What’s Happening Today – August 15, 2016
Today on DelmarvaLife:
It’s a situation that no person ever wants to experience, yet one that’s often misunderstood – domestic violence. There are many people right here on Delmarva who live their life in feat of an abuser, day in and day out. It’s important to know that help is available. Jacqueline Sterback is the CEO and founder of “What is Your Voice,” and Sanda Dean-Weldon is a volunteer with the organization. “What is Your Voice” group advocates and empowers women who are victims of domestic violence within rural Sussex County.
Lt. Tim Robinson with the Wicomico County Sheriff’s Office has a new list of most wanted for us. Check the list out here.
23rd Annual Capt. Steve Harmon’s Poor Girls Open starts on Thursday, August 18. Earl Conley and Shawn Harmon, Co-Tournament Directors, are here to tell us more about this women only event. The first weigh in is Thursday, August 18, from 4 pm – 7:30 pm at Fishtales, Bahia Marina. It costs $450 for a boat and three anglers. It’s $50 a person for up to three more anglers. The last weigh in is Saturday, August 20.
In our newest series, “Now You Know,” we’ve been catching up with local professionals to find out the top ten little nuggets of knowledge they want us to know about what they do. Sean made the trip to Hertrich Toyota of Milford to chat with a few guys in their service department about things you should know that can make their life, and yours, easier.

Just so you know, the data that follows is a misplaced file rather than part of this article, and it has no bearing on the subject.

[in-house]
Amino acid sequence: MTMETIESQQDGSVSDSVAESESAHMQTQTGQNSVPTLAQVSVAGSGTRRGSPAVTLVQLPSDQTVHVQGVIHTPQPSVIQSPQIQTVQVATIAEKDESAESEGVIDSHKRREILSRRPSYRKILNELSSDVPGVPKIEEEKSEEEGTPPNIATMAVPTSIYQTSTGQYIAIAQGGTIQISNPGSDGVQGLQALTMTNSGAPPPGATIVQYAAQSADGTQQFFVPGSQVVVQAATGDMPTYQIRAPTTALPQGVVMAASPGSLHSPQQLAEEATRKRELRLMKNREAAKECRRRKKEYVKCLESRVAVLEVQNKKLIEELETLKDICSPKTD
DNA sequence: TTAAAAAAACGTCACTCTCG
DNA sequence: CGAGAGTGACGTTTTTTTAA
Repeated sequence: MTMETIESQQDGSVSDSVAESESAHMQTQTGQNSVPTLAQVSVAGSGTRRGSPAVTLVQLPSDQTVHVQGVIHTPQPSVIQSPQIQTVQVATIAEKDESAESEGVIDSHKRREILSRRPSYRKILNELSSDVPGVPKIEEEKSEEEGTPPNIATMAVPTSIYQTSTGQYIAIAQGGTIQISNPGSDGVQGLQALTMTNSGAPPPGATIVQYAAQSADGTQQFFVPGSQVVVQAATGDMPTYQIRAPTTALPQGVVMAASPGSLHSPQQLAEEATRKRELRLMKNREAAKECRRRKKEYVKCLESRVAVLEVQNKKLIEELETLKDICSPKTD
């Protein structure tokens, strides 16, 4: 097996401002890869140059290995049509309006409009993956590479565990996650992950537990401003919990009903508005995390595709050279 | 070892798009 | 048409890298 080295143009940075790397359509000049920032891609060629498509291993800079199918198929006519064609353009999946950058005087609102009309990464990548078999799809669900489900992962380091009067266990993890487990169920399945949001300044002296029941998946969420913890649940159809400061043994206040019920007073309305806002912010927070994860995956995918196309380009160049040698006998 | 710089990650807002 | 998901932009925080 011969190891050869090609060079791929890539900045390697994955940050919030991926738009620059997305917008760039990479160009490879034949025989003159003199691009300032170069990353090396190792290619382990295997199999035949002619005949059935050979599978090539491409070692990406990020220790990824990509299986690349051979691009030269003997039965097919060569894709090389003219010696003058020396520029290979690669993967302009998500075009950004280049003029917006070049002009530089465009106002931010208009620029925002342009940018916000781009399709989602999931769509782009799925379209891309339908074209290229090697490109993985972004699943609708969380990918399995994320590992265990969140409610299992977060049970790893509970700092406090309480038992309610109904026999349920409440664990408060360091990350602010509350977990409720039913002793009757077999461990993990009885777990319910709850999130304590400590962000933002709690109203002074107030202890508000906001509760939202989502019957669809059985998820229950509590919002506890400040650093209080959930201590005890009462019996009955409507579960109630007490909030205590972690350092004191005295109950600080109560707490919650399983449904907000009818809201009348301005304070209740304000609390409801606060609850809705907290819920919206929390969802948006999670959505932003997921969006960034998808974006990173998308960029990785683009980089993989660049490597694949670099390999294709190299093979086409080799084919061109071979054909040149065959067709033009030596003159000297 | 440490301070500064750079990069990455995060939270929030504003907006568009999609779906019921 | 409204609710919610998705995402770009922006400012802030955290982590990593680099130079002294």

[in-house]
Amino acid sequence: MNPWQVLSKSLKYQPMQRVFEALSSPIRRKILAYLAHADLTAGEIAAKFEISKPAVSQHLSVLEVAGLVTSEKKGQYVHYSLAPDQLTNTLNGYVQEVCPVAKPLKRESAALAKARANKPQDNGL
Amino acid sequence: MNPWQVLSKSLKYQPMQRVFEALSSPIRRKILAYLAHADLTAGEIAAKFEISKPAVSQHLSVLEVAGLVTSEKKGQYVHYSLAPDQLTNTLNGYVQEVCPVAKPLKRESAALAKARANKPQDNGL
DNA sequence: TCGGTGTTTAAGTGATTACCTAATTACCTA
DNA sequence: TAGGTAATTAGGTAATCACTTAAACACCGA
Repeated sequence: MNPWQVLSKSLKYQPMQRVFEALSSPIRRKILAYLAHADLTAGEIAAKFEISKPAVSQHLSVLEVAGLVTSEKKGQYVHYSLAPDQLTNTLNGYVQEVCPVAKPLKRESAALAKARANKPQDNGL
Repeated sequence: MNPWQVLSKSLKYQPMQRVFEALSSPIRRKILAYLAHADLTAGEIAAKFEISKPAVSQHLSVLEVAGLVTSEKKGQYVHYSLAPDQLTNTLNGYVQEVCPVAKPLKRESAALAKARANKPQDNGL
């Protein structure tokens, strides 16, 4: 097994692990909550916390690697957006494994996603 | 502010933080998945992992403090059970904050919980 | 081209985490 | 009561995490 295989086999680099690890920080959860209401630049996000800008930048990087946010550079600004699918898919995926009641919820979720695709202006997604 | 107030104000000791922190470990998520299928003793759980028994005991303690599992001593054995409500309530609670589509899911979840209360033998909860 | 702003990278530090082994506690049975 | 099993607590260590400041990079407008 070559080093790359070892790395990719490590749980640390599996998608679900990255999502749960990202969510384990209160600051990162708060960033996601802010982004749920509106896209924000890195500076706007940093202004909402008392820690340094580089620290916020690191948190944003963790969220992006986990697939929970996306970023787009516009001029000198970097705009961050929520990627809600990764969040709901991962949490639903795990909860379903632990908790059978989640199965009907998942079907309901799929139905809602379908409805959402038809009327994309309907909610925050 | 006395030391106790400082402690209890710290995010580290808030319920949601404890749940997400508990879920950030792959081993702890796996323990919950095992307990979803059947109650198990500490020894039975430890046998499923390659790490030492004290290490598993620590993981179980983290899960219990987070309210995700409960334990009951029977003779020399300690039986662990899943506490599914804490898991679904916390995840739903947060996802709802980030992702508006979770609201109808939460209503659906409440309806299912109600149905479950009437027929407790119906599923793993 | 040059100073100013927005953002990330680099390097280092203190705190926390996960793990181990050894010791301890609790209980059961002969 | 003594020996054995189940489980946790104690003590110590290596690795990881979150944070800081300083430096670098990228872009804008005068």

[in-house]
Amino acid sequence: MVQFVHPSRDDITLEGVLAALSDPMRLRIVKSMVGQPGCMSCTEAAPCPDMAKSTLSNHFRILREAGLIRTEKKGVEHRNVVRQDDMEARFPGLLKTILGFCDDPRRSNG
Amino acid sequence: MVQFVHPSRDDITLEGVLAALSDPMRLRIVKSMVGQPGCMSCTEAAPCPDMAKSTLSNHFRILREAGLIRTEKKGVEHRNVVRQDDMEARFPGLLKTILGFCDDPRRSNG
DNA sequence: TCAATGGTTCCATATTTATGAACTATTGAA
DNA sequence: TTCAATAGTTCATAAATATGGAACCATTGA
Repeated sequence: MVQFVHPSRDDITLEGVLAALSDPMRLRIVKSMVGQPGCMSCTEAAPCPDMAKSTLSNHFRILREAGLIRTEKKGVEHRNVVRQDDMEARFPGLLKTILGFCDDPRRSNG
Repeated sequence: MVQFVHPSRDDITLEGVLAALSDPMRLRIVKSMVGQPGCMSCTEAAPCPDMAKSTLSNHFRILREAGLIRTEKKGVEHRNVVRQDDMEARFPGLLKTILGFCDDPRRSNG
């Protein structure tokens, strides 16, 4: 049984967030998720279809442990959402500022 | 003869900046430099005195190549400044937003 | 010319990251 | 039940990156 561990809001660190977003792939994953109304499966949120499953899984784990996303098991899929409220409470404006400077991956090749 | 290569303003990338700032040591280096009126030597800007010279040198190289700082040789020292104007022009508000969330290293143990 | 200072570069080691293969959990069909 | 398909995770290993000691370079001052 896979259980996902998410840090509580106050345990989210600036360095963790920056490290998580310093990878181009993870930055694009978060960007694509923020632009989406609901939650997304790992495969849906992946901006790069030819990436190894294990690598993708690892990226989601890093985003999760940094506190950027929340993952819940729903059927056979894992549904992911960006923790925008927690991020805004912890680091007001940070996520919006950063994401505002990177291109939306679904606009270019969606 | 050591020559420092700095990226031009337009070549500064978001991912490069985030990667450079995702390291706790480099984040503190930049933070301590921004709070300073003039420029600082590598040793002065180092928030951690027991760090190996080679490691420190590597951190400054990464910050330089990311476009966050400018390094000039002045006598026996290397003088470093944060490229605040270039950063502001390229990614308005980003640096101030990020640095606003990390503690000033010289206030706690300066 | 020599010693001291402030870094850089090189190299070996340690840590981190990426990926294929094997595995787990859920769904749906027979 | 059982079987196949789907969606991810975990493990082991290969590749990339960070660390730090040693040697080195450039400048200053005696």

· 3 garlic cloves, divided
· 2 tablespoons extra-virgin olive oil
· 3/4 cup finely chopped onion
· 1/2 cup packed sliced fennel
· 1/4 cup finely chopped celery
· 1 teaspoon kosher salt, divided
· 1/2 teaspoon freshly ground black pepper, divided
· 1/2 teaspoon red-pepper flakes
· 1/2 pound cleaned squid, bodies sliced into 1/2-inch rings, tentacles halved lengthwise if large
· 1/2 tablespoon tomato paste
· 1 teaspoon fresh oregano
· 1 cup dry white wine
· 1 15-ounce can crushed tomatoes
· 2 bay leaves
· 1 8-ounce bottle clam juice
· 1 1/2 cups seafood stock or vegetable broth
· 1/2 stick (4 tablespoons) unsalted butter, room temperature
· 3 tablespoons chopped flat-leaf parsley, divided
· 1/2 teaspoon lemon zest
· 1 baguette, sliced and toasted
· 1/2 pound medium tail-on shrimp, peeled and deveined
· 1 pound mussels, scrubbed and de-bearded
· 1/2 pound skinless flaky white fish such as bass, halibut, hake, or cod, cut into 1-inch pieces
1. Mince 2 of the garlic cloves. In a large pot over medium heat, heat oil. Add onion, fennel, celery, 1/2 teaspoon salt, and 1/4 teaspoon pepper and cook, stirring occasionally, until softened, 6 to 8 minutes. Add the minced garlic and red-pepper flakes. Continue to cook, stirring constantly, until garlic is golden and fragrant, 1 to 2 minutes more.
2. Reduce heat to medium-low and add squid. Cook, stirring occasionally, until squid is opaque and tender and the released juices reduce, 15 to 20 minutes. Add tomato paste and oregano and cook, stirring, 1 minute.
3. Add wine, raise heat to medium-high, and cook until cooking liquid is reduced by half, 5 to 7 minutes. Add tomatoes with their juice, bay leaves, clam juice, and stock. Bring to a boil, reduce to a simmer, and cook, covered, 30 minutes. Stir in 1/4 teaspoon each salt and pepper. Taste and adjust seasoning.